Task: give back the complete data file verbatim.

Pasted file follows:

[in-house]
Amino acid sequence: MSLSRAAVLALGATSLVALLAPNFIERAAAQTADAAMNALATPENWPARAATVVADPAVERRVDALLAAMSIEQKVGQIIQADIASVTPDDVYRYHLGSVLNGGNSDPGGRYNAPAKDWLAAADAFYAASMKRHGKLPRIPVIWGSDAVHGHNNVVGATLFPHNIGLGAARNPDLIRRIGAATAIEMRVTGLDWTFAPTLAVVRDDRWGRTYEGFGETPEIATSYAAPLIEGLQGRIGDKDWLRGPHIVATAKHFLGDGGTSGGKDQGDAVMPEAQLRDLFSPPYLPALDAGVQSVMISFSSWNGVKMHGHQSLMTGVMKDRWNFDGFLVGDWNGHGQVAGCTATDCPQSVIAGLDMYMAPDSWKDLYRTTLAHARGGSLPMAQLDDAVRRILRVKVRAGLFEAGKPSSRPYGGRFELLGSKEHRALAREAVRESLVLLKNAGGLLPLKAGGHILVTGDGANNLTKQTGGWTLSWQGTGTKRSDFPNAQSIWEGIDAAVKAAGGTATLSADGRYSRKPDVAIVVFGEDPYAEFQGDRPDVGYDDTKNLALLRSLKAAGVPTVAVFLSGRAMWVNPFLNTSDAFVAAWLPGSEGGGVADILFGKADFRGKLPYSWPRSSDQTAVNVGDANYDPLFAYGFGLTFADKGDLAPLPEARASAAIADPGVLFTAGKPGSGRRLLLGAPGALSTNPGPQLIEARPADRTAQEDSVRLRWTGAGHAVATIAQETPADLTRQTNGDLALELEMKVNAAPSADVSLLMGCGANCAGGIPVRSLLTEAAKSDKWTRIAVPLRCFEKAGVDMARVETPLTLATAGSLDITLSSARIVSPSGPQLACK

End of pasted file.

[in-house]
Amino acid sequence: MSLSRAAVLALGATSLVALLAPNFIERAAAQTADAAMNALATPENWPARAATVVADPAVERRVDALLAAMSIEQKVGQIIQADIASVTPDDVYRYHLGSVLNGGNSDPGGRYNAPAKDWLAAADAFYAASMKRHGKLPRIPVIWGSDAVHGHNNVVGATLFPHNIGLGAARNPDLIRRIGAATAIEMRVTGLDWTFAPTLAVVRDDRWGRTYEGFGETPEIATSYAAPLIEGLQGRIGDKDWLRGPHIVATAKHFLGDGGTSGGKDQGDAVMPEAQLRDLFSPPYLPALDAGVQSVMISFSSWNGVKMHGHQSLMTGVMKDRWNFDGFLVGDWNGHGQVAGCTATDCPQSVIAGLDMYMAPDSWKDLYRTTLAHARGGSLPMAQLDDAVRRILRVKVRAGLFEAGKPSSRPYGGRFELLGSKEHRALAREAVRESLVLLKNAGGLLPLKAGGHILVTGDGANNLTKQTGGWTLSWQGTGTKRSDFPNAQSIWEGIDAAVKAAGGTATLSADGRYSRKPDVAIVVFGEDPYAEFQGDRPDVGYDDTKNLALLRSLKAAGVPTVAVFLSGRAMWVNPFLNTSDAFVAAWLPGSEGGGVADILFGKADFRGKLPYSWPRSSDQTAVNVGDANYDPLFAYGFGLTFADKGDLAPLPEARASAAIADPGVLFTAGKPGSGRRLLLGAPGALSTNPGPQLIEARPADRTAQEDSVRLRWTGAGHAVATIAQETPADLTRQTNGDLALELEMKVNAAPSADVSLLMGCGANCAGGIPVRSLLTEAAKSDKWTRIAVPLRCFEKAGVDMARVETPLTLATAGSLDITLSSARIVSPSGPQLACK